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Retired general investigated over undisclosed lobbying for Qatar


WASHINGTON — Federal prosecutors have obtained documents indicating that John R. Allen, the retired four-star Marine general who commanded all US troops in Afghanistan and now heads a venerable think tank in Washington, secretly lobbied for the government of Qatar, lied to investigators about his role and attempted to withhold evidence sought by a federal subpoena, according to court documents.

The court records are the latest evidence of an extensive investigation by the Justice Department and the FBI into the influence that wealthy Arab countries like Qatar, the United Arab Emirates and Saudi Arabia wield in Washington.

The records relating to General Allen were filed in April in the federal district court in central California as part of a request for a warrant to search General Allen’s electronic communications.

Other documents filed in the case appear to remain sealed, and the public release of the warrant request may have been accidental. The dossier proves that General Allen joined the secret lobbying scheme with Richard G. Olson, former US ambassador to the United Arab Emirates and Pakistan, and Imaad Zuberi, a business executive with ties to the Middle -East.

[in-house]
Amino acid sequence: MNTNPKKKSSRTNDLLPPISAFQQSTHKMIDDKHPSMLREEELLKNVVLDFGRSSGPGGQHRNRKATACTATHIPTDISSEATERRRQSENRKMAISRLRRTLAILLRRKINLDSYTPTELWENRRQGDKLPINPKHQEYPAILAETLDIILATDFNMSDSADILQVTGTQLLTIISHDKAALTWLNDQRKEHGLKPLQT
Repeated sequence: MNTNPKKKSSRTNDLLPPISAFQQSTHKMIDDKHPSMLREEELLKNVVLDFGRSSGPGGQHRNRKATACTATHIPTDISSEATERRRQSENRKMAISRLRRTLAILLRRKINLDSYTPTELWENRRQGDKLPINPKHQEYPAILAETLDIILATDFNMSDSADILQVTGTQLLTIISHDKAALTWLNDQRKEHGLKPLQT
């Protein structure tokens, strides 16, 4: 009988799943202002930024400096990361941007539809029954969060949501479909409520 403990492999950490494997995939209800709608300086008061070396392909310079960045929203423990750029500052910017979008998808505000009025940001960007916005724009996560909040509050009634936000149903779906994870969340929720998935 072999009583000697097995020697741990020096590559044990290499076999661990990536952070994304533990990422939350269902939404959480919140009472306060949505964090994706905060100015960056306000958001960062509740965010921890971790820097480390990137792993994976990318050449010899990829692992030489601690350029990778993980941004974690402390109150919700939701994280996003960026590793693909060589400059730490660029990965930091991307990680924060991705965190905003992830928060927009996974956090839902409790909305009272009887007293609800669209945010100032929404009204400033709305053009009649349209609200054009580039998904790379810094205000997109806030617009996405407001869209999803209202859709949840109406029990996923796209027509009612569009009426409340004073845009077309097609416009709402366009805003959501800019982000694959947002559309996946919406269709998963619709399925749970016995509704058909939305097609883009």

Mr. Zuberi is serving a prison sentence for violating foreign laws on lobbying, campaign finance and taxation, as well as obstruction of justice. Mr. Olson has agreed to plead guilty to participating in the Qatari lobbying effort in violation of a ban on such activity in the first year after leaving the diplomatic service.

A spokesman for General Allen, Beau Phillips, said in a statement, “John Allen has voluntarily cooperated with the government’s investigation into this matter. John Allen’s efforts with regard to Qatar in 2017 were aimed at protecting the interests of the United States and military personnel stationed in Qatar. John Allen received no compensation for his efforts.

The court documents were reported earlier Tuesday by The Associated Press.

Federal law requires anyone lobbying for a foreign government to register with the Department of Justice. The department has cracked down on violations of the Foreign Agents Registration Act, or FARA, in recent years. There is no record of General Allen signing up to lobby for Qatar.

Federal prosecutors have shown particular interest in potential violations involving Persian Gulf countries, which have developed close ties to business and political figures in the United States. Last month, the Justice Department filed a new indictment in an ongoing case against Thomas J. Barrack Jr., a friend and informal adviser to President Donald J. Trump, for working on behalf of the United Arab Emirates. united to guide American foreign policy during the Trump administration.